Shot by a German Sniper
"Instead of leaving me dead, the bullet hit my rifle and went down the barrel, tearing it apart ..."
Contributed by Marie Boyd (wife of Arthur Boyd)
When I was shipped to Europe, I was a rifleman in the 9th Infantry Division. I fought through Belgium, France and part of Germany during the Battle of the Bulge. I dug foxholes and tried to get a little sleep at night, but it was freezing cold. One morning we were given the command to advance and I jumped from my foxhole and was almost immediately shot by a German sniper.
The bullet hit me squarely in the chest, but fortunately I was carrying my rifle across my chest. Instead of leaving me dead, the bullet hit my rifle and went down the barrel, tearing it apart. The rifle had saved my life. I proceeded to pick up a rifle of a dead soldier that had been killed by the same sniper and continued on into battle.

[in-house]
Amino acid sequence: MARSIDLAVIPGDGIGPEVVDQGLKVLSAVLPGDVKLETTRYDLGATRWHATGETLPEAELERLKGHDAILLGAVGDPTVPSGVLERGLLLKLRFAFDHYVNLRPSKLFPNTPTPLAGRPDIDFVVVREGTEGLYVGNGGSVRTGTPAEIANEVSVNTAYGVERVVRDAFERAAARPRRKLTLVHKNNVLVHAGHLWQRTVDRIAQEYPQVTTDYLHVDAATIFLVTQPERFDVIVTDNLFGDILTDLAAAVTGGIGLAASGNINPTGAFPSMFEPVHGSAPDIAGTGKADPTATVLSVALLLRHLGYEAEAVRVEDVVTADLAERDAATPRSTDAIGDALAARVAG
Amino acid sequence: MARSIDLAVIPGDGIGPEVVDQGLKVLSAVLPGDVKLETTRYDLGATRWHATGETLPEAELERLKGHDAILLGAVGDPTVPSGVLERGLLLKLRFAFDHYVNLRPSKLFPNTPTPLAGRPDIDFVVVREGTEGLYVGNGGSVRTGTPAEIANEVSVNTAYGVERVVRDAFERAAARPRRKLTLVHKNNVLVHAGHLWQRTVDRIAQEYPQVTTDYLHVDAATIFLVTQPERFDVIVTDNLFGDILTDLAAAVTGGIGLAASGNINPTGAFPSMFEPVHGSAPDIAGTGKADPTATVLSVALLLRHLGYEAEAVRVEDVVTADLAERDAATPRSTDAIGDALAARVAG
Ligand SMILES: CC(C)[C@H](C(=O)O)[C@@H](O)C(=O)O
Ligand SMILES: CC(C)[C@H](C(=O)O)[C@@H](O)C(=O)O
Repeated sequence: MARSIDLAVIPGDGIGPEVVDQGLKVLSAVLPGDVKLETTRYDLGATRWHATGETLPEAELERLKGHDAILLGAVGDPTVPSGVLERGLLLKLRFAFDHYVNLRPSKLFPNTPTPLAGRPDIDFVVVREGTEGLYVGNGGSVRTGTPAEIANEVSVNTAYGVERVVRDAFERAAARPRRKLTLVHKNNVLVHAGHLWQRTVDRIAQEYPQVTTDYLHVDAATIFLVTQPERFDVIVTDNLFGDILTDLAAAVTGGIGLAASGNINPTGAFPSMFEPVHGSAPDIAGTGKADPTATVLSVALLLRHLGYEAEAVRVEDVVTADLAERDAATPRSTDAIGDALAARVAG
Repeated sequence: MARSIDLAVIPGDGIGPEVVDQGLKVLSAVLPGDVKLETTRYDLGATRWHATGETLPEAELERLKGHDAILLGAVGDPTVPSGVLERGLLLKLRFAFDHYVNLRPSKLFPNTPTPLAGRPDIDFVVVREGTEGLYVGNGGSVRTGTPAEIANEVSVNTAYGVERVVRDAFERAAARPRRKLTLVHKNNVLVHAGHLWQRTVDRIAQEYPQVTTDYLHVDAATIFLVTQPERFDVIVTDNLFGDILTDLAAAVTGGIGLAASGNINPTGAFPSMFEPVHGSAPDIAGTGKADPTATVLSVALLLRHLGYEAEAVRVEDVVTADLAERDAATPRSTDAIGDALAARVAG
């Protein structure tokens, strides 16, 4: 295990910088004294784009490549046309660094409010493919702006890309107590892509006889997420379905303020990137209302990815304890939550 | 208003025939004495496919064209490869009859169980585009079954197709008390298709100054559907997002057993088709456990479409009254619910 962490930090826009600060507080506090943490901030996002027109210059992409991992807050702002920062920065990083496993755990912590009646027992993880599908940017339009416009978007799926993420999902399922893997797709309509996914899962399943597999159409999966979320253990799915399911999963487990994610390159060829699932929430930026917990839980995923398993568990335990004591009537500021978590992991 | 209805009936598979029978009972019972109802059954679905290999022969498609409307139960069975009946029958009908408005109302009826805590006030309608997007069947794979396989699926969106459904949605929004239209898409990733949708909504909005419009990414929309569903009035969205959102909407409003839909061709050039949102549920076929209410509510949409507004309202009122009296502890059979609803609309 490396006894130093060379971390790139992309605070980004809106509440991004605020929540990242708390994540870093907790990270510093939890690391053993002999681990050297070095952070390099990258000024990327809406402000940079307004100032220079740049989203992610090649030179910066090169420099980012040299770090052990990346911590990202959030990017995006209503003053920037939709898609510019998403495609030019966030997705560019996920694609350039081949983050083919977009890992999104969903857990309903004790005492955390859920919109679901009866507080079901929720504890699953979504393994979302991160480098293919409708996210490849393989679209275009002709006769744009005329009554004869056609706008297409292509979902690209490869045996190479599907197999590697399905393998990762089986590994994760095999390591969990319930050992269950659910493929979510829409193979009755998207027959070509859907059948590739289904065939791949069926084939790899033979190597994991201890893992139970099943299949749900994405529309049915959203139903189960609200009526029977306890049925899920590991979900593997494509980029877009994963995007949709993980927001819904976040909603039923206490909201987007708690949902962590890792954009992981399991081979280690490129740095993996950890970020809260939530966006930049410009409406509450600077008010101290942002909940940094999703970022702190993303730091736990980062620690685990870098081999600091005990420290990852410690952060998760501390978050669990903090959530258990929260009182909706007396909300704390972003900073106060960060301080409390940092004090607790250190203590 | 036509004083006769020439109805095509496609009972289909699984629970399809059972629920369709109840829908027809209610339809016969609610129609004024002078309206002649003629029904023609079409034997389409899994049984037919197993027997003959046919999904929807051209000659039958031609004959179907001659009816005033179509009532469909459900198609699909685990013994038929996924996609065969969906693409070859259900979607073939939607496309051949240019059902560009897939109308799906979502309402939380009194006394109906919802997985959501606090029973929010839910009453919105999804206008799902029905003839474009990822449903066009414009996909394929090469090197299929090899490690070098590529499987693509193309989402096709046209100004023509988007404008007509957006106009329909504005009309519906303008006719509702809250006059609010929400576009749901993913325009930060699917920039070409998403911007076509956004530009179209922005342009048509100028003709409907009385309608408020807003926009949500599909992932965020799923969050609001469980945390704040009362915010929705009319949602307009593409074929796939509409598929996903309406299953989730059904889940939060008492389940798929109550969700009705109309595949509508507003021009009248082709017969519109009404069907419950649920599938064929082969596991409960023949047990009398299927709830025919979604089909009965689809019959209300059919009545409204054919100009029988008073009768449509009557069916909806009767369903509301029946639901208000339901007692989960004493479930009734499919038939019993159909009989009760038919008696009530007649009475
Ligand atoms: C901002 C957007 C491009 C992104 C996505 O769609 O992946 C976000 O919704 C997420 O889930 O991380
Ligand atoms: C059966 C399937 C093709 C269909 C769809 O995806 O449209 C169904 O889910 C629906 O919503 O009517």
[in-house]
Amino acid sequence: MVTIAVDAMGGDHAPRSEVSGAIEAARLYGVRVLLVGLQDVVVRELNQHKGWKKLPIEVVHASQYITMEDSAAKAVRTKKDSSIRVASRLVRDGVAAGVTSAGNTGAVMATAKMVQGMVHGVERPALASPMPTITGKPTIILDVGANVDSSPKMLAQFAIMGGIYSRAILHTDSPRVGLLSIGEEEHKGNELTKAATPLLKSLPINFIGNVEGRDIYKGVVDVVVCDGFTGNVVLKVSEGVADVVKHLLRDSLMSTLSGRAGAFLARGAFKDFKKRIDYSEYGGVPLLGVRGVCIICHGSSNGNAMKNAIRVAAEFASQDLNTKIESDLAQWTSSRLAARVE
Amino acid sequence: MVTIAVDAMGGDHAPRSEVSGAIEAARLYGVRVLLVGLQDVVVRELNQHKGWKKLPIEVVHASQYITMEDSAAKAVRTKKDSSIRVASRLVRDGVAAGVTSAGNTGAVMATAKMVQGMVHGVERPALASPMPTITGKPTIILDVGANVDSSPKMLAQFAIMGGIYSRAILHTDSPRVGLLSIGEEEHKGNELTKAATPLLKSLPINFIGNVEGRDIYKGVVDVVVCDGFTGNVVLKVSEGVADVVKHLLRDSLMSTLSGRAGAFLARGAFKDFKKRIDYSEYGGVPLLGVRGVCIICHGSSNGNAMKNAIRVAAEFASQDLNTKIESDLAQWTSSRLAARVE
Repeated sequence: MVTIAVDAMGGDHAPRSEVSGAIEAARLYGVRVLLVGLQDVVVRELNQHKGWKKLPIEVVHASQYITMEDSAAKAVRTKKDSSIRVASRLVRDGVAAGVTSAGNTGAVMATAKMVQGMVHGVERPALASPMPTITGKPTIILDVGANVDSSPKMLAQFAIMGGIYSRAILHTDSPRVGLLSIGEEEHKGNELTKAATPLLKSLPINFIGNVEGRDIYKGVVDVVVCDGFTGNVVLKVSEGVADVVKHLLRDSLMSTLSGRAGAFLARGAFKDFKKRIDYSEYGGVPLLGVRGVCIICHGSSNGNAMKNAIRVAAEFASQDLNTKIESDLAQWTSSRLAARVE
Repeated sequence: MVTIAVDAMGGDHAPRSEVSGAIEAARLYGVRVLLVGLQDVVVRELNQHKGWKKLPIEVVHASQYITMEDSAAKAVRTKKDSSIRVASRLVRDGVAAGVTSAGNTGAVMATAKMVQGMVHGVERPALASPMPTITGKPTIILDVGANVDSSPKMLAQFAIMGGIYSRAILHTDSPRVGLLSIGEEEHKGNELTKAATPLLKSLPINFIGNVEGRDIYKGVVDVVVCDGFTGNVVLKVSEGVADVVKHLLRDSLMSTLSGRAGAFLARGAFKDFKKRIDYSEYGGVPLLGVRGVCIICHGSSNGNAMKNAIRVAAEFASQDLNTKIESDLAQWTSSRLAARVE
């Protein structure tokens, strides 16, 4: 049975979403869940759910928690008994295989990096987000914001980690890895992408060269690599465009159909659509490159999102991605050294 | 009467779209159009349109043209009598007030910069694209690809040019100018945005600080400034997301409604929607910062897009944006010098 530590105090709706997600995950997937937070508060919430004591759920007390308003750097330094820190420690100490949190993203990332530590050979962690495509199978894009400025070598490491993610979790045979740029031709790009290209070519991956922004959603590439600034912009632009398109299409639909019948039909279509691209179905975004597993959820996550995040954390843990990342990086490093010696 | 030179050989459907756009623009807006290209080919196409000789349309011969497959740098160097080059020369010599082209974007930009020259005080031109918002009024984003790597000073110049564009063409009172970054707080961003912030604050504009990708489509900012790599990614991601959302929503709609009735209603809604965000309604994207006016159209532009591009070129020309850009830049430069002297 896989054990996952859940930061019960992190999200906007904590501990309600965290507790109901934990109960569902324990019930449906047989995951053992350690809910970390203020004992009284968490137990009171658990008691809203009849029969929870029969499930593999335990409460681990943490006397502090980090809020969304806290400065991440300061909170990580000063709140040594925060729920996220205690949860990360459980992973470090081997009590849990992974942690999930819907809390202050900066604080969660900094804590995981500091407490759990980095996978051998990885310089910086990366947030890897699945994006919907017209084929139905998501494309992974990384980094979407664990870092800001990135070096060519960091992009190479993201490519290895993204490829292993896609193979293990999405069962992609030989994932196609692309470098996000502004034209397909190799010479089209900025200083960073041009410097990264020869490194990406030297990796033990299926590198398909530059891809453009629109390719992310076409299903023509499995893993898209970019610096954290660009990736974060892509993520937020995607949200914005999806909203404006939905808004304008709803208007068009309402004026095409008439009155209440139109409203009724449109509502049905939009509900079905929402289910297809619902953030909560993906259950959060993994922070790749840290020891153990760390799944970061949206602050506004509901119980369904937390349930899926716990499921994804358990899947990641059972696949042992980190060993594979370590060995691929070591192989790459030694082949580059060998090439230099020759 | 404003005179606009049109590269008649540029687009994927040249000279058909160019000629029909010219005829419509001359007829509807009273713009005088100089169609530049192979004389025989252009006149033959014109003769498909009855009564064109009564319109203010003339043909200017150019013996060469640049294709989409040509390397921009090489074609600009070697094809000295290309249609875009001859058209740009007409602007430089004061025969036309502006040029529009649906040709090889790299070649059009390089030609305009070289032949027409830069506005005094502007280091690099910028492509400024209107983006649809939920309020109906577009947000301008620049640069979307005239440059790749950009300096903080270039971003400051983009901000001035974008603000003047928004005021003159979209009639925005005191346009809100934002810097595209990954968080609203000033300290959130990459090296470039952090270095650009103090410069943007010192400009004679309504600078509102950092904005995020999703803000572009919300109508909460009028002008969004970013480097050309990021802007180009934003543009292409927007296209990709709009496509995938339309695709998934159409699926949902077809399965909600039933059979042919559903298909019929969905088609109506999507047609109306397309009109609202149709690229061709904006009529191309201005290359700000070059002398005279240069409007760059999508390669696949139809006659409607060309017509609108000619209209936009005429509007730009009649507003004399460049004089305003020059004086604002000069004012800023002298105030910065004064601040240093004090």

Later we were fighting in the Hurtgen Forest, and I was running along behind a tank with several other soldiers. The forest was being ripped apart by constant shelling. Before I knew it, shrapnel hit me across my chest and right hand. I was taken back to first aid where they tried to remove as much shrapnel as possible, but I had to be shipped to a hospital in England. While I was in the hospital, the war ended in Europe.
When I recovered, I was put in limited service and transferred to an Engineer Corps where I spent the next two months in France guarding prisoners. That was an easy job as none of them wanted to escape. While in France, I was decorated with the Purple Heart and got to tour Paris with a group of GIs. I returned to the U.S. on the Queen Mary, a luxury liner that had been converted to a troop ship, and spent the rest of my duty in Hot Springs, Arkansas.
Note: Arthur Boyd died in 2002. He was 86 years old.
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